Not only were cheat-y Republicans Sen. John Ensign and Gov. Mark Sanford among the “family values” set who voiced their support for anti-gay legislation, they were also both members of an exclusive Bible study group in D.C. that obviously failed to bring them closer to God’s rules for morality. Banking on religious devotion to balance your extramarital desires while championing traditional marriage? More and more elected officials are realizing that’s a recipe for failure.
An unmarked brick townhouse houses “C Street,” a members-only club affiliated with “the Fellowship,” which you might know as the backers of the annual National Day of Prayer power breakfast. Five congressmen live in the house, at least while Congress is in session. Ensign was among them; as a congressman, Sanford visited (he also mentioned the place during his press conference). Washington Post:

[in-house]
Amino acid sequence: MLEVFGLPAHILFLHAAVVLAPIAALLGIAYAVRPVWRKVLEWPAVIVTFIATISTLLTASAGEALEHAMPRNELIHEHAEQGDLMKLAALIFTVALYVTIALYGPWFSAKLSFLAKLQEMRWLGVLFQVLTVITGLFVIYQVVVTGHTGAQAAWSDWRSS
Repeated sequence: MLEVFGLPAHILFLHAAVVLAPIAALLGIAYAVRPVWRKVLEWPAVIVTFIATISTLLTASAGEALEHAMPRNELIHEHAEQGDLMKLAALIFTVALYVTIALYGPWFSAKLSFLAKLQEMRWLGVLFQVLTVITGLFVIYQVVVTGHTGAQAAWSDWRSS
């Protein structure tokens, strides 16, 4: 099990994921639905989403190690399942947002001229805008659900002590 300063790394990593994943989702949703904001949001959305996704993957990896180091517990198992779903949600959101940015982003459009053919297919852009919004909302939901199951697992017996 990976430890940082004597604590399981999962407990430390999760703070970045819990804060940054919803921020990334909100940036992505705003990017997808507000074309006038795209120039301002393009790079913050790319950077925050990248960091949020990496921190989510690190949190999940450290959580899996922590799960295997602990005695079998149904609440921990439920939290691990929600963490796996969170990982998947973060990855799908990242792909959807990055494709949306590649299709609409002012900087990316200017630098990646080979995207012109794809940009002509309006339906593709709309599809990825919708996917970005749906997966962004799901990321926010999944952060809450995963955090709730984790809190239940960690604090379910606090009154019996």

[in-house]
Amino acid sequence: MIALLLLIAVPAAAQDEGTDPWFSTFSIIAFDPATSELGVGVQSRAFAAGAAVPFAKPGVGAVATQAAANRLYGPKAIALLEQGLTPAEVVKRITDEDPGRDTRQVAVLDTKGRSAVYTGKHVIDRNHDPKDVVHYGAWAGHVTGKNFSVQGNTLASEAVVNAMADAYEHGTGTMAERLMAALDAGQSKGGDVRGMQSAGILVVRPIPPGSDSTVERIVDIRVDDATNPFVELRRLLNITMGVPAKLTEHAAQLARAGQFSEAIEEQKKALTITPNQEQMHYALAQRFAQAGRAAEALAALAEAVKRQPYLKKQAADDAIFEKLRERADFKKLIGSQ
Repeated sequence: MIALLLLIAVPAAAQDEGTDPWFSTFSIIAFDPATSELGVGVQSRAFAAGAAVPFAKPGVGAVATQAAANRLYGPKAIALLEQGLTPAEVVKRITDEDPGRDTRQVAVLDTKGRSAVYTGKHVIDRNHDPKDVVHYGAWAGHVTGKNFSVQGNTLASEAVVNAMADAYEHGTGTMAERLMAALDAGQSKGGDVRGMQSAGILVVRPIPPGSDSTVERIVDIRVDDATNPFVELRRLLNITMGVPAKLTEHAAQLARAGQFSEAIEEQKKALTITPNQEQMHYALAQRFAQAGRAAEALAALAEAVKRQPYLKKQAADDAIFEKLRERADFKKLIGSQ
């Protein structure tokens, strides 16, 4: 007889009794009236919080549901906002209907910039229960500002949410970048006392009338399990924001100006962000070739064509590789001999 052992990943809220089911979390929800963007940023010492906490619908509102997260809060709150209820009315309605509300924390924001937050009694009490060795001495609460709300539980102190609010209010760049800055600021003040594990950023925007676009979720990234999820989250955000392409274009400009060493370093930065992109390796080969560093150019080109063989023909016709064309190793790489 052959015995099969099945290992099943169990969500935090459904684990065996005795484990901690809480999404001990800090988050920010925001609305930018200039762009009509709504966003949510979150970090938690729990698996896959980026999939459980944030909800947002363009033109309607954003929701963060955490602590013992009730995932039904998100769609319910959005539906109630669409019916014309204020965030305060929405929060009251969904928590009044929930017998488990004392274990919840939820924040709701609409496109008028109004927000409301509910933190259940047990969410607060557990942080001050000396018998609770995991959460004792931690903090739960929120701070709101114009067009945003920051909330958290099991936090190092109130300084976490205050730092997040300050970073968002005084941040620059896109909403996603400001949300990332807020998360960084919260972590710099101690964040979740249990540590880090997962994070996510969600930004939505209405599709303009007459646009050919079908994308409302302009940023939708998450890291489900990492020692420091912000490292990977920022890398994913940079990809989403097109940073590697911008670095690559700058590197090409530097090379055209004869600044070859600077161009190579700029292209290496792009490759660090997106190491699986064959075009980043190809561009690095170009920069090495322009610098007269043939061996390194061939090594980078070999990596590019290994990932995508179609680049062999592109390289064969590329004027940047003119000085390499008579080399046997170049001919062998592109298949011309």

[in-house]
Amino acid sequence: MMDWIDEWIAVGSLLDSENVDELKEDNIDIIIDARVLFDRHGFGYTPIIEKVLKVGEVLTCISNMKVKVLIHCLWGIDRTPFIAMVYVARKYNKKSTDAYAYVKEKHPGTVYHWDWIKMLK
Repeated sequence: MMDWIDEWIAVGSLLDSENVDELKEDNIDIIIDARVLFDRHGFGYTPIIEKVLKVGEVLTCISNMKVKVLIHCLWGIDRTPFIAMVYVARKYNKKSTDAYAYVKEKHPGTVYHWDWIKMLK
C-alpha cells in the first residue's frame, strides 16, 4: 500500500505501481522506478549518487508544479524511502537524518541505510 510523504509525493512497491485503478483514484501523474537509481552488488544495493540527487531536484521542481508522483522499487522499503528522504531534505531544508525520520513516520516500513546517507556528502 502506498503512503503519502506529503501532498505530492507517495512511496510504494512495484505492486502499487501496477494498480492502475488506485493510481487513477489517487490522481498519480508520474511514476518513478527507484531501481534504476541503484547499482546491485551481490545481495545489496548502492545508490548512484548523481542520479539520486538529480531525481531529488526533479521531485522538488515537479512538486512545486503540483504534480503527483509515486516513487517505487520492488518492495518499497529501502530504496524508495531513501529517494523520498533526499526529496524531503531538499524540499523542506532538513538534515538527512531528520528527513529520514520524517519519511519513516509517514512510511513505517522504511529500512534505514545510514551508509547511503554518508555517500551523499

The house’s residents mostly adhere to a code of silence about the place, seldom discussing it publicly, lending an aura of mystery to what happens inside and a hint of conspiratorial speculation. In a town where everyone talks about everything, the residents have managed largely to keep such a refuge to themselves and their friends. On a street mostly occupied by Hill staffers and professionals in their 20s and early 30s, some of the Democratic staffers nicknamed it “the Prayer House.” On summer evenings, the congressmen would sometimes sit out front smoking cigars and chatting, but what went on inside stayed inside.
There’s nothing inherently wrong with being a part of C Street. Having an exclusive-ish religious clubhouse makes sense in a city filled with exclusive clubhouses. But if this sounds like the place where “spiritual guidance” includes tips on how not to cheat on your wife, well, that’s because it is.
Mark Sanford, South Carolina’s disgraced Republican governor and a former congressman, looked here for answers — for support, for the word of God — as his marriage crumbled over his affair with an Argentine woman.
Maybe in the basement they have quarters for ex-gay legislators to perform testimonies.